second means for automatically electrically disconnecting one of said terminals of said second surge protector from one of said third and fourth power transfer means in the presence of a prolonged overvoltage surge across said terminals of said second surge protector, said second means comprising;
a second conductible member having a first end with a fixed position and a second movable end, said first end of said second conductive member being conductively coupled to one of said third and fourth power transfer means, said second conductive member being flexible between a flexed position in which said second end of said second conductive member is positioned relatively close to said one terminal of said second surge protector and an unflexed position in which said second end of said second conductive member is positioned relatively far from said one terminal of said second surge protector, said second conductive member comprising a flat strip with a rectangular cross-section having a first dimension and a second dimension, said first dimension of said second conductive member being at least twice as great as said second dimension of said second conductive member; and
thermally active means for holding said second conductive member in said flexed position in the absence of a prolonged overvoltage surge and for causing said second conductive member to move to said unflexed position in response to heating of said second surge protector.
9. An apparatus as defined in claim 8 wherein each of said first and third power transfer means comprises a conductive member adapted to be connected to a source of electrical power and wherein each of said second and fourth power transfer means comprises a conductive member adapted to be connected to a sink of electrical power.
10. An apparatus as defined in claim 9 wherein each of said sources of electrical power comprises a power line of a multi-phase power line and wherein each of said sinks of electrical power comprises electrical ground.
11. An apparatus as defined in claim 9 wherein each of said sources of electrical power comprises a power line of a multi-phase power line and wherein each of said sinks of electrical power comprises a neutral conductor of said multi-phase power line.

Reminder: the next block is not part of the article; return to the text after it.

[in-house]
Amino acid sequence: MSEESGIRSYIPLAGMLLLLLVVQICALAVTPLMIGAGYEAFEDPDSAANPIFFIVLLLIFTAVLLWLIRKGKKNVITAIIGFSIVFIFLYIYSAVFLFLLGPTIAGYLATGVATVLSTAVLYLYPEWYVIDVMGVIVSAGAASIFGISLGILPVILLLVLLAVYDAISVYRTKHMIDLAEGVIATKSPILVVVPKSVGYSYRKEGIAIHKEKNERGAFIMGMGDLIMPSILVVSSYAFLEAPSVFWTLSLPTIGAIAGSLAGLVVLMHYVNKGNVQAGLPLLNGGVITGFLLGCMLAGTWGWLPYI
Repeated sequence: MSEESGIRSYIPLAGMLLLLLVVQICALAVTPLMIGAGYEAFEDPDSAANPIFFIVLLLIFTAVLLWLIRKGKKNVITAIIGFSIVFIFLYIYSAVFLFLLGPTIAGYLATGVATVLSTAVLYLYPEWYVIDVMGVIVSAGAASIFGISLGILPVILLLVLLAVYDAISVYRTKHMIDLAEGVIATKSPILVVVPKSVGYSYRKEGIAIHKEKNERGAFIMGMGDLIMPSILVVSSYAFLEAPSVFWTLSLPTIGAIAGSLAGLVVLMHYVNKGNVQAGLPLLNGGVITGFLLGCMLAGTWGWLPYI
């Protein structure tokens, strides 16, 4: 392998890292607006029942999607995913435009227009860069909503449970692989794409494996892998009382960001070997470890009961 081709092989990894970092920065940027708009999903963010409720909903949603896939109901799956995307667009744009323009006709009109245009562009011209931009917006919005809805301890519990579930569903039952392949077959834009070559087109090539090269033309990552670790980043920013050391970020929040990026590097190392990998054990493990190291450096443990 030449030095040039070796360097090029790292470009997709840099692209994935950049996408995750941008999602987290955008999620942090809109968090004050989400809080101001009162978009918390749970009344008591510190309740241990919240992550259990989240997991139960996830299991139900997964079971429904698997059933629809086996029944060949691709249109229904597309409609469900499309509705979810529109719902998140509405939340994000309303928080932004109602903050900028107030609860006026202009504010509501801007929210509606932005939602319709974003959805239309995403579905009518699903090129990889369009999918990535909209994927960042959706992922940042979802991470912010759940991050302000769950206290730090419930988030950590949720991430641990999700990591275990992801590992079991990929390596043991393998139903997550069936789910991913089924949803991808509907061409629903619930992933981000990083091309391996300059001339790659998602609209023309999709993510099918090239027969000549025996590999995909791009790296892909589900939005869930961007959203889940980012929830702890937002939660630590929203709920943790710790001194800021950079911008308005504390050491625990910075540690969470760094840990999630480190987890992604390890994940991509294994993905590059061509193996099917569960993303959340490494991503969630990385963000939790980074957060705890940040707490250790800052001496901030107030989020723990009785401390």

12. An apparatus as defined in claim 8 wherein each of said thermally active means comprises solder.
13. An apparatus, comprising:
a surge protector having a first terminal and a second terminal, said first terminal being conductively connected to a first power transfer means and said second terminal being conductively connected to a second power transfer means, said surge protector being operable to conduct current from one of said power transfer means to another of said power transfer means in the presence of an overvoltage surge across said first and second terminals of said surge protector; and
means for automatically electrically disconnecting said first terminal of said surge protector from said first power transfer means in the presence of a prolonged overvoltage surge across said terminals of said surge protector, said disconnecting means comprising:
a conductive member having a first end with a fixed position and a second movable end, said first end being conductively coupled to said first power transfer means, said conductive member being flexible between a flexed position in which said second end of said conductive member causes said first terminal of said surge protector to be conductively connected to said first power transfer means and an unflexed position in which said second end of said conductive member causes said first terminal of said surge protector to be conductively disconnected from said first power transfer means, said conductive member comprising a flat strip with a rectangular cross-section having a first dimension and a second dimension, said first dimension being at least twice as great as said second dimension; and